Over a hundred properties in Runswick Bay could fall into the sea within the next three years if major flood and coastal defence works are not done.
That is the stark warning in a specialist report being put to the borough council, and now residents are fighting to save their village.
Deterioration of the seawall and erosion and exposure of the seawall and cliffs has got so bad that experts say the “village would need to be abandoned”.
Should the seawall fail, then most of the properties, including grade II listed buildings, in the lower village, some 96 residential homes and 17 shops and businesses would be lost along with paths and access roads.
It is predicted this would happen within the next three to ten years. In addition to that, properties off the main road and above the car park would also be lost over a prolonged period of time.
Upper parts of the village will not escape unscathed either, according to the council report. The sailing club boat park and access roads down the cliff will be affected within 20 years.
The present policy for making repairs to the seawall and defences at Runswick Bay is that it is done on an ad-hoc basis even though the area is not owned by the borough council. However. the authority has deemed it necessary to intervene as soon as possible.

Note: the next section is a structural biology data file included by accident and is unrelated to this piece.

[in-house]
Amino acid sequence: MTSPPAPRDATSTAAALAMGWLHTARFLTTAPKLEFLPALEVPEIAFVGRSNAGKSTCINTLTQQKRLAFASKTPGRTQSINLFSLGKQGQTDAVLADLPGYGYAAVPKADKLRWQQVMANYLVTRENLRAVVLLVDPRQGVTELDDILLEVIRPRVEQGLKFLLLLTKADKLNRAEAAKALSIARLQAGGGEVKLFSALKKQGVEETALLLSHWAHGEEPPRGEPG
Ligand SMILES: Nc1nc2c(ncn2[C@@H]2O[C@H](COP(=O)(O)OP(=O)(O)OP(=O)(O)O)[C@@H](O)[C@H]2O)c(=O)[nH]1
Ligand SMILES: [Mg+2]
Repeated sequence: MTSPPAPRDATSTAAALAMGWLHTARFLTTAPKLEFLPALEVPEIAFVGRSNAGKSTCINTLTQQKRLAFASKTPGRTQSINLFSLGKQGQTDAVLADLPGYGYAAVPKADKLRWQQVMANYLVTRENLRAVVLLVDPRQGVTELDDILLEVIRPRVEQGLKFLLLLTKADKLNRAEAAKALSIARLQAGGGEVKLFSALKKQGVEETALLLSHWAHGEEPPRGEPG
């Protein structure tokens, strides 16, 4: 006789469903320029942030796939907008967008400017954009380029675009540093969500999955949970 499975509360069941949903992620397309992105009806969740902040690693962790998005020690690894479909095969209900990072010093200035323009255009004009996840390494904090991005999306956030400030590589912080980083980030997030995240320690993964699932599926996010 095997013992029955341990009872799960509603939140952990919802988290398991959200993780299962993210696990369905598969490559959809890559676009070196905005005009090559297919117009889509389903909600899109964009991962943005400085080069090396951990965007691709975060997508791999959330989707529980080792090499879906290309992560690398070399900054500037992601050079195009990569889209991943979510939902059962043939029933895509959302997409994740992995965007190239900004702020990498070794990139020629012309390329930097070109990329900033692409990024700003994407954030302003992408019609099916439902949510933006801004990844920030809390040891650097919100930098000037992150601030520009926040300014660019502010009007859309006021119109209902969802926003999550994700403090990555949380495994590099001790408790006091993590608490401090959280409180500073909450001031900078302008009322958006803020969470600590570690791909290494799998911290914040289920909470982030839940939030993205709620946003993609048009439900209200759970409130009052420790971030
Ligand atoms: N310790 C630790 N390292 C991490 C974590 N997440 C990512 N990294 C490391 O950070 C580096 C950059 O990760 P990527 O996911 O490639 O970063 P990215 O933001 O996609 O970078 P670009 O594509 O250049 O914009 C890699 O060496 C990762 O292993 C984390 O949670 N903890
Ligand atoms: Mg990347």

The report says: “The actual rate of deterioration and time to significant failure is difficult to predict, however there is potential for the defences to unravel quite quickly leading to significant erosion and the initiation of landslides.”
Homeowners and locals are now fighting for the fishing beauty spot and have generated their own funds to put towards an emergency repair project which is currently being drawn up by the council.
They have formed the Runswick Bay Coastal Protection Trust which has raised its own money to be combined with over £1 million hastily scrambled from the Environment Agency and a £200,000 donation from Yorkshire Water.
Contracts and tenders are now being drawn up and work to build more rock armour defences which are expected to be two metres high and up to eight metres wide. It will span some 40 metres along the seawall and provide protection for the next 100 years.
Work is set to start in October this year and be completed by May next year.
The report adds: “The preferred option would reduce the risk of seawall failure in the short, medium and long term. The risks to residential and commercial properties and other infrastructure would be significantly reduced. This would alleviate much of the stress and anxiety felt by residents and property owners.”